Japanese Prime Minister Yasuo Fukuda yesterday unveiled a US$2 billion aid package to help developing Asian nations fight pollution and combat climate change.
The initiative, announced by Fukuda at a summit of Asian leaders, includes soft loans and training programs over five years, and is aimed at helping the region tackle global warming while pushing forward with economic development.
The package "includes loan and grant aid as well as technological training, targeting East Asian countries," a Japanese official said, without specifying which nations would receive aid.
"For ASEAN nations, the efforts to address climate change must not hinder them from seeking development and economic prosperity," another official said.
Yesterday's summit included the 10 members of ASEAN, plus Australia, China, India, Japan, New Zealand and South Korea. The summit issued a declaration on fighting climate change.
The new Japanese aid is aimed specifically at helping developing Asian countries tackle air and water pollution, as well as improve sewage processing.
Japan has long relied on aid as a primary instrument of its foreign policy and considers Southeast Asia a key region to exert international influence.
Pollution in China is already affecting parts of western Japan, and Japan is keen to share information to help other countries clean up the environment while ensuring economic growth.
Indonesia will host a conference on a successor to the Kyoto Protocol next month in Bali. The protocol sets limits on emissions by developed nations, but the US and Australia have refused to join it because it exempts major polluters, China and India.
Australia, the world's worst greenhouse gas polluter per capita, says the emission targets imposed on it could hurt Australian industries while handing competitive advantages to developing countries.
Australian Foreign Minister Alexander Downer told reporters yesterday there were signs India and China have recognized they need to take action to stabilize and reduce emissions.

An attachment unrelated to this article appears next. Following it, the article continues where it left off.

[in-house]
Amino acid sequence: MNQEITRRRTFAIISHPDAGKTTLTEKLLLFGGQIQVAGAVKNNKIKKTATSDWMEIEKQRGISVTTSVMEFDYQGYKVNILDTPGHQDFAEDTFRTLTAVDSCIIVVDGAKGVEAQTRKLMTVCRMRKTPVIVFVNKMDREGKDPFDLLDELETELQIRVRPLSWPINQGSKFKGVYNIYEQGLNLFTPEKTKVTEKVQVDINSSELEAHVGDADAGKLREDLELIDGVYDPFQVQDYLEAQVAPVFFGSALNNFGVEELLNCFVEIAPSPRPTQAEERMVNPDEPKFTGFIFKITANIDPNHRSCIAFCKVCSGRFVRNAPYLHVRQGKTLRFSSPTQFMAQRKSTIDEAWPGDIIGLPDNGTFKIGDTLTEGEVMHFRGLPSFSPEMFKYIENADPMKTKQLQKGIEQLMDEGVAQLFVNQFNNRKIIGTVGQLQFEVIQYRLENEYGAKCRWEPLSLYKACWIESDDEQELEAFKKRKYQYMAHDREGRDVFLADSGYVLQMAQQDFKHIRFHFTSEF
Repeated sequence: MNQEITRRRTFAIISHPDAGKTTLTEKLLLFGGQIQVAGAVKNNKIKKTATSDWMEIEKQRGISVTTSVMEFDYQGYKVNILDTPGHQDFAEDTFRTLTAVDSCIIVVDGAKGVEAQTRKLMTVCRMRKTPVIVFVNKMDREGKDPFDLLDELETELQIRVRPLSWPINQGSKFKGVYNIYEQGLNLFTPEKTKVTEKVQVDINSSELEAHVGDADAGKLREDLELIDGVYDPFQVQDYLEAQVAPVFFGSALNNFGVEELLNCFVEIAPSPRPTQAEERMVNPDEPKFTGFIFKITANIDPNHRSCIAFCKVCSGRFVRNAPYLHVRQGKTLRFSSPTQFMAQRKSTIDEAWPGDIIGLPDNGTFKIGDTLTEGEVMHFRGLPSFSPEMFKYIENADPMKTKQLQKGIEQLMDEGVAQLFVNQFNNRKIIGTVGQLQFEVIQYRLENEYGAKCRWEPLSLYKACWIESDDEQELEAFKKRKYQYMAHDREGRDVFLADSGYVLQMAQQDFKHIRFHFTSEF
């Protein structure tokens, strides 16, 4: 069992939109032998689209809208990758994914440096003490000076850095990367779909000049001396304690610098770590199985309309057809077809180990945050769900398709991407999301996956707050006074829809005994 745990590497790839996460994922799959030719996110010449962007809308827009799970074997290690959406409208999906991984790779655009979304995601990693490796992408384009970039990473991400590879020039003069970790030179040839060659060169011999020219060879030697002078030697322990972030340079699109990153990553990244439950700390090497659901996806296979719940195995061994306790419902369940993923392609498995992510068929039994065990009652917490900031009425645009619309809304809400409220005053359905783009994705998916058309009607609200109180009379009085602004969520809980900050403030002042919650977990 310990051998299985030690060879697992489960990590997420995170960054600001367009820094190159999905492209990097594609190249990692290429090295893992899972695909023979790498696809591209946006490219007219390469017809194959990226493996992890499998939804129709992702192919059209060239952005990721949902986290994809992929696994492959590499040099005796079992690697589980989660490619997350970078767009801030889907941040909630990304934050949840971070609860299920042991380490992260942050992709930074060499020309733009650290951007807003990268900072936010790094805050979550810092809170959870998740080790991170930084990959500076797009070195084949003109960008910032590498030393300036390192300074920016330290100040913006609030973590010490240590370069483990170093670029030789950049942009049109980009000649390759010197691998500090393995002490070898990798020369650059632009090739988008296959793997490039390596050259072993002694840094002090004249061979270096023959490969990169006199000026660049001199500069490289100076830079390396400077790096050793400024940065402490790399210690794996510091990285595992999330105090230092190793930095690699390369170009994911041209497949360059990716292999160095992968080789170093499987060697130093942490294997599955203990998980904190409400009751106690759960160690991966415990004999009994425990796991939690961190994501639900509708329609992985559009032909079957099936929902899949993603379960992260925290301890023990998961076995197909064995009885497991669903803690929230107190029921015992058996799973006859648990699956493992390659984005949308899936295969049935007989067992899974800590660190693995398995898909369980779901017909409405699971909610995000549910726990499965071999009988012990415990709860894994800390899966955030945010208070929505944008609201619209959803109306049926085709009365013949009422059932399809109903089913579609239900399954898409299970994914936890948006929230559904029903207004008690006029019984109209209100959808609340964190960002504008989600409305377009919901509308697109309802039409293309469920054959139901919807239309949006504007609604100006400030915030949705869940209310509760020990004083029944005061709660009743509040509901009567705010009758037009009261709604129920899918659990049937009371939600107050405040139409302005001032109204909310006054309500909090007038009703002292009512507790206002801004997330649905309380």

"They are not going to take the view that only developed countries should deal with this issue," Downer said. "I think there has been a turning of the tide in terms of China and India's position on climate change."
China's booming economy has propelled it past the US as the world's largest emitter of carbon dioxide, the atmospheric pollutant that is primarily responsible for global warming.
Two-thirds of China's power comes from coal, which releases more carbon dioxide into the atmosphere than any other energy source. Over the next five years, the country expects to complete at least one new coal-fired power plant a week.
In India, where several automakers are competing to provide affordable cars to the country's enormous middle class, there were 300,000 cars registered last year in the capital New Delhi alone.
The government acknowledges that it expects the country's emissions to grow fivefold by 2031, which would put India about where the US is now.
The East Asia Summit was expected to call on members to work to reduce by at least 25 percent their energy intensity -- the amount of energy needed to produce a dollar of gross domestic product -- by 2030.
East Asian countries also will adopt an "aspirational goal" of expanding their combined forest cover by at least 15 million hectares by 2020 and fight deforestation.